McDonald's Scores Magnificent Win in Happy Meal Debacle
By Justin Rohrlich Dec 01, 2011 3:25 pm
"This is a perfect example of how hard it is to create a regulation that achieves the intended effect," says health care economist Adam C. Powell, Ph.D.
Beginning today, all McDonald's (MCD) restaurants in the City of San Francisco are forbidden by law to give away toys with Happy Meals.
Eat it, California.
Since Policy Number 471.1 through 471.9 -- otherwise known as the "Healthy Meal Incentives Ordinance” -- now makes it illegal to include free toys with food that fails to meet certain nutritional standards, they will now cost customers an extra dime. So, McDonald's will, according to SF Weekly's Joe Eskenazi, “require Happy Meal purchasers to make a 10-cent charitable donation to Ronald McDonald House in order to receive their coveted trinket.” And, with that, the world's largest fast-food chain has pulled off a decisive, magnificent win.
"This law is not what my customers wanted or asked for, but the law's the law," local McDonald's franchisee Scott Rodrick told a reporter.
Instead of reducing fat, salt and sugar in children's meals and offering more fruits and vegetables, Rodrick's stores will adhere to the law Thursday by making customers pay an extra 10 cents for a Happy Meal toy. Customers who buy Happy Meals outside San Francisco, including just across the border in Daly City, will continue to get the toy gratis.
"It complies with the letter of the law," Rodrick said. The three other McDonald's franchise owners in the city have agreed to follow the same tack.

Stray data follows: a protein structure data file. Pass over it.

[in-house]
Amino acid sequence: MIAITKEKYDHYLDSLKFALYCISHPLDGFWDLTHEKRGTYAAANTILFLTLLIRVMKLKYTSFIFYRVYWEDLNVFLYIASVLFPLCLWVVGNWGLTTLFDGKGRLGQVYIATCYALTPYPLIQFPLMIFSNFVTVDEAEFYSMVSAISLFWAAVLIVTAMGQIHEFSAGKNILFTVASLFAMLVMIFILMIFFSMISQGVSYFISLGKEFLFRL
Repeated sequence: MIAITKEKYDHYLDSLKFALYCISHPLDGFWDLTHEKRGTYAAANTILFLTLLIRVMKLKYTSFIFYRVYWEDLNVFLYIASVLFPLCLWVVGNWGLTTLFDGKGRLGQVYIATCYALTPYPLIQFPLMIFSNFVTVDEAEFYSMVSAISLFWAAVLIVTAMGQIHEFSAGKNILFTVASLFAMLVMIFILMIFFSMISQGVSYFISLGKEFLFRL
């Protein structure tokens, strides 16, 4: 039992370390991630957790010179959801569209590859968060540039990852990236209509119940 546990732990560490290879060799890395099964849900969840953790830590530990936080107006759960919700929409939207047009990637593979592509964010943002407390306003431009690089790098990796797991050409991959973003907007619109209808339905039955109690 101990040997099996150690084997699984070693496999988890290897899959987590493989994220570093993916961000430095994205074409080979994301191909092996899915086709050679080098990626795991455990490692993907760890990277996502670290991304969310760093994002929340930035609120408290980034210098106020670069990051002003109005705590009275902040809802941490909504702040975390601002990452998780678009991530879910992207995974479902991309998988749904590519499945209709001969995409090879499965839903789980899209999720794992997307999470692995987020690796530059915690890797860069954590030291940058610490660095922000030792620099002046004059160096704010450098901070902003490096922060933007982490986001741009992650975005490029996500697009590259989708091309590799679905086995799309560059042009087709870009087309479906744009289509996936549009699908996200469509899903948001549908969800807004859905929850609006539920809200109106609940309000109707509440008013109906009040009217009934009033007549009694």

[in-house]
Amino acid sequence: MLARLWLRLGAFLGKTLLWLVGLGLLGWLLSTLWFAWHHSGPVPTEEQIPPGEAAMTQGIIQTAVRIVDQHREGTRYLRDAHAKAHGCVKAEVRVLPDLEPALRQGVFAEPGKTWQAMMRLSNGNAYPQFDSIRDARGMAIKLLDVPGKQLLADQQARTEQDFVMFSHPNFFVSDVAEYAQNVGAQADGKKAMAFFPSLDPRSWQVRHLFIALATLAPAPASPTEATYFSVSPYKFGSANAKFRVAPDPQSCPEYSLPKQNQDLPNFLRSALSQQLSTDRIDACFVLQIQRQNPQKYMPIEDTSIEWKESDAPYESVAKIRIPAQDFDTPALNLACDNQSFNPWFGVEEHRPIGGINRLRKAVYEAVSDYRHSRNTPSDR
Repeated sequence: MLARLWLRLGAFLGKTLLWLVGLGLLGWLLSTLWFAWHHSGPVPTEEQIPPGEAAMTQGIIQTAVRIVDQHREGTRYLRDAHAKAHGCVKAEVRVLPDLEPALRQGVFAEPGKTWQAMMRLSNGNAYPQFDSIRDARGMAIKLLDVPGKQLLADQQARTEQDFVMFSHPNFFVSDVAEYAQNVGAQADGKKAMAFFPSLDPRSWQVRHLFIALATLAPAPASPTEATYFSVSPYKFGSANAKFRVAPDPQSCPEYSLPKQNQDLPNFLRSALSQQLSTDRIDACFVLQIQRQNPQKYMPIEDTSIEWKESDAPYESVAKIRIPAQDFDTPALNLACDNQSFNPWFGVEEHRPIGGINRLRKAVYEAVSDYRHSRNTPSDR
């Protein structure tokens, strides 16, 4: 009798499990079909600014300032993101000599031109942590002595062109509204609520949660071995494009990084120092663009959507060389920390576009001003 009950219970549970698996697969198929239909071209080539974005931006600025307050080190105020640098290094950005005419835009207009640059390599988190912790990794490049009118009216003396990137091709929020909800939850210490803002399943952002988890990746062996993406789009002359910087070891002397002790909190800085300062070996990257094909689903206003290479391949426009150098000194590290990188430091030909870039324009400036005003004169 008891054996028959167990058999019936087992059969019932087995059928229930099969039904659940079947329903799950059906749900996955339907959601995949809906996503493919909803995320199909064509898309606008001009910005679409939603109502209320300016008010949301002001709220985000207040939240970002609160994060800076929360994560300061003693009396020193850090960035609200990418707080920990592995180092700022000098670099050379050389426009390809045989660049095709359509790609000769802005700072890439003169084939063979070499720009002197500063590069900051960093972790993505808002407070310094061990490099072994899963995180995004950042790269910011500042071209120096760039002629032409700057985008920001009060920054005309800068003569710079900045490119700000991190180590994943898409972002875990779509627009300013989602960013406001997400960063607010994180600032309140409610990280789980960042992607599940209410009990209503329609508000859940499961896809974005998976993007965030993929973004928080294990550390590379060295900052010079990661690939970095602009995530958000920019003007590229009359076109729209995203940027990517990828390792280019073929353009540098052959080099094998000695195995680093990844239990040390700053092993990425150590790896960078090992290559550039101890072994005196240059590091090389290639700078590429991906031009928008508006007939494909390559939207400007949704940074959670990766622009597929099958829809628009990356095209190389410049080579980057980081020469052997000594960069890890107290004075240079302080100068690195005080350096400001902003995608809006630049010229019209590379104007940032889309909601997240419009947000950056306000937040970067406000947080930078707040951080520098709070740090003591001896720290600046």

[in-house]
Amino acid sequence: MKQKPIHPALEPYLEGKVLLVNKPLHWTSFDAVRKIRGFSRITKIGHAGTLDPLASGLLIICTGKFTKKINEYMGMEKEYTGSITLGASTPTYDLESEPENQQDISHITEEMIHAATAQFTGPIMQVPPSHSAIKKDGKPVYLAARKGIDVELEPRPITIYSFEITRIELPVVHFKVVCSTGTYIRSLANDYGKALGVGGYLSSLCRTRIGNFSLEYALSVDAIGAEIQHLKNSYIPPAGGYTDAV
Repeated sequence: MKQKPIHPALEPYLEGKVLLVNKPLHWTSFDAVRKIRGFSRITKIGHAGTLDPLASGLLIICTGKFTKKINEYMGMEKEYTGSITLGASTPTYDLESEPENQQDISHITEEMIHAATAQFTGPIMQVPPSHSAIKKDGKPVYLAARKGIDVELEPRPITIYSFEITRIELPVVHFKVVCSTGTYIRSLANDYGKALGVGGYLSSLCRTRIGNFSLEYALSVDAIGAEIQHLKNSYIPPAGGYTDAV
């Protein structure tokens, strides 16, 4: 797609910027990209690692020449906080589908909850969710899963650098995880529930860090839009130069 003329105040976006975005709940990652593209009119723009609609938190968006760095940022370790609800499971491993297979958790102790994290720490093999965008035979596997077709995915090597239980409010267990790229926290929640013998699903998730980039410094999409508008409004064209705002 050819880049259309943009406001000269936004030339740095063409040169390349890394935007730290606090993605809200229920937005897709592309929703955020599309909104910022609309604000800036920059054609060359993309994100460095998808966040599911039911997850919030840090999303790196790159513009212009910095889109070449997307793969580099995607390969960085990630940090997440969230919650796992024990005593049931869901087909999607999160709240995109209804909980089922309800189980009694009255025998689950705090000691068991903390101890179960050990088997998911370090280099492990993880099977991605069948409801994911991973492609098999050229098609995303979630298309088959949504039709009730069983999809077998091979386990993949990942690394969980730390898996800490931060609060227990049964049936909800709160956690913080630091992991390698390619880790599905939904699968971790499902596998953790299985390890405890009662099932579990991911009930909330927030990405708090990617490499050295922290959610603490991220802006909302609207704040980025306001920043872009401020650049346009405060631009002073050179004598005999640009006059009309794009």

Proceeds from the toy sales will be used to help build a new Ronald McDonald House to temporarily house families with sick children at the new UCSF Hospital under construction at the Mission Bay campus.
Powell says people “may feel even better about buying Happy Meals now that there's a built-in charity component involved. They were never bundled with altruism until now.”
Dr. Patricia Anderson, Professor of Economics at Dartmouth College and an expert on the economics of childhood obesity [PDF], cautions against putting too much emphasis on “smoking guns” like San Francisco has done.
“In my research, I've found that lots of small things add up and lead to childhood obesity,” she tells me. “I don't think a crappy plastic toy makes much of a difference.”
Time-pressed parents “are not going to bake their child an organic chicken every day,” says Anderson, who maintains that, “from a pure calorie standpoint, a small hamburger once in a while is actually not the worst thing in the world.”
In short, Anderson says, “You can't say that not having toys in Happy Meals would solve the country's health problems, nor can you say not having Happy Meals period would solve them.”
Monet Parham, the 42-year-old Sacramento mother of two whose complaints led to a lawsuit by the Center for Science in the Public Interest that ultimately resulted in the Happy Meal toy ban, believes otherwise.
"Happy meals are among those things frequently requested, and the first thing they ask me to do is open the toy," Parham said at a press conference last year. "I'm really concerned about the health of my children, and I don't think it's OK to entice children to get Happy Meals with a toy.”
Anderson finds herself unswayed by Parham's logic.
“If Monet Parham's child pestered her for a pony, would horses have been outlawed?” she asks.
A 2002 article by Rogan Kersh and James Morone in Health Affairs, the “leading journal of health policy thought and research,” explored the politicization of obesity in America.